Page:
Thursday, August 19, 2010

Reduce, Reuse, Recycle & Hydroculture

By now we're all familiar with the famous slogan 'Reduce, Reuse, Recycle'. Most of us have and are (and shame on you if you're not) recycling our products. That is... we sort our garbage accordingly and place it outside for the recycling truck to come pick it up. But how many of us are actively reducing and reusing our non-biodegradable products? With hydroculture, we can 'Reduce, Reuse and Recycle' and be more environmentally friendly with our gardening.

What is hydroculture and how is it different than hydroponics?

Hydroponics (From the Greek words hydro, water and ponos, labor) is a method of growing plants using mineral nutrient solutions, in water, without soil. Hydroculture, however, is a form of hydroponics that solely uses capillary action to bring water to the roots of a plant. It is also called passive hydroponics, semi-hydroponics, or passive subirrigation.

What are the benefits of hydroculture?

1) It can reduce water demand, time & cost.

In both hydroculture and other hydroponic systems, less water is used and water is reused. Hydroculture uses 70% to 90% less water than conventional gardening. This is particularly important if you live in an area where water is limited. With hydroculture you can control exactly how much the plant needs and avoid wasting water that soil would usually soak up.

One of the biggest hydroculture indoor gardening benefit is cost reduction, an estimated 20% over conventional methods. Furthermore, unlike other forms of hydroponics, hydroculture requires no electricity to run.

Since hydroculture uses no soil, weeds become practically non-existent, and therefore less pesticide is required. And since no digging or weeding is required, less labor is involved in growing plants. Saving not only time, but also saving our knees and our backs!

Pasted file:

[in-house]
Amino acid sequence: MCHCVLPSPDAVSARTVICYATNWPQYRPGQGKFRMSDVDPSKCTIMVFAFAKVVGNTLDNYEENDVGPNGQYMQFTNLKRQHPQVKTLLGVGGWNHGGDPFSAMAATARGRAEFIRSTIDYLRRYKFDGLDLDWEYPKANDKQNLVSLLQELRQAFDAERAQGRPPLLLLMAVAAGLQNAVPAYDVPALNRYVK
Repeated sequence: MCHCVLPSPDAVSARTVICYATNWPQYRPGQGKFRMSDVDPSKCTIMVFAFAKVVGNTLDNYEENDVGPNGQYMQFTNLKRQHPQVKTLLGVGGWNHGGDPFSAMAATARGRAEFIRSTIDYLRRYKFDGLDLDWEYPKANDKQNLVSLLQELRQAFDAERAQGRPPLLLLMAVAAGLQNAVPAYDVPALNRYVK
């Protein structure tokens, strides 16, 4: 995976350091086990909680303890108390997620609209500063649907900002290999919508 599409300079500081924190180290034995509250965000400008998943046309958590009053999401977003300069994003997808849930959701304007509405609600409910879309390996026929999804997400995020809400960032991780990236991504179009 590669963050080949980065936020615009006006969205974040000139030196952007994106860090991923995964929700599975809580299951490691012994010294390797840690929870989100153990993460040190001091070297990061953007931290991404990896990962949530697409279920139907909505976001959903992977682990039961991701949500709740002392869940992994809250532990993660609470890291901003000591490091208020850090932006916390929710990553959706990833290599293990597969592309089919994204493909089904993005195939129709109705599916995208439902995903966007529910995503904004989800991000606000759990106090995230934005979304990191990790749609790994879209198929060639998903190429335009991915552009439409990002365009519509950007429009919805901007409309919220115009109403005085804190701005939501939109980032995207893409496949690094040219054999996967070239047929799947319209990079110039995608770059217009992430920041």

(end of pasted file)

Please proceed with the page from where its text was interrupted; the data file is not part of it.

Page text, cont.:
2) It can reuse and recycle many household items.

Unlike other hydroponic systems, hydroculture does not require you to go out and buy 'extra' containers or equipment, with the exception of the soil less media. You can set up a hydroculture by reusing many of your old pots and/or household items, such as milk jugs, cans, old teapots, and many other objects. By reusing household items that would normally be processed as recycled garbage, less material will need to be sent to landfills or waste combustion facilities.

In addition, soil less media such as 'expanded clay' can be washed, sterilized and reused indefinitely. So for little money you can get a bag of 'expanded clay' and use it for the rest of your life.

3) Less fertilizer is introduced into the environment.

The pH level in a hydroculture unit can be checked easily, therefore a greater control is exercised over the fertilizer that is needed and supplied. This leads to a reduction of fertilizer used. Hydroculture units are self-contained, so the fertilizer you use will not be seeping into the ground, which can cause problems, especially with ground water sources. There are many ways to recycle water from your hydroculture unit.

As the amount of arable land continues to decrease (over 10 million hectares per year are lost) and as we re-evaluate the security of our future water supplies, the field of hydroponics is growing rapidly. For the average gardener, hydroculture is a feasible alternative over conventional gardening and expensive hydroponic systems, allowing us to produce the same yield as soil gardens in about one fifth of the space. And since, hydroculture is container based, they can be brought indoors and not be dependent on the growing season. It has even been speculated that decades to come, hydroponics will become a significant food source for urban regions, with people growing food on rooftops or in basements.

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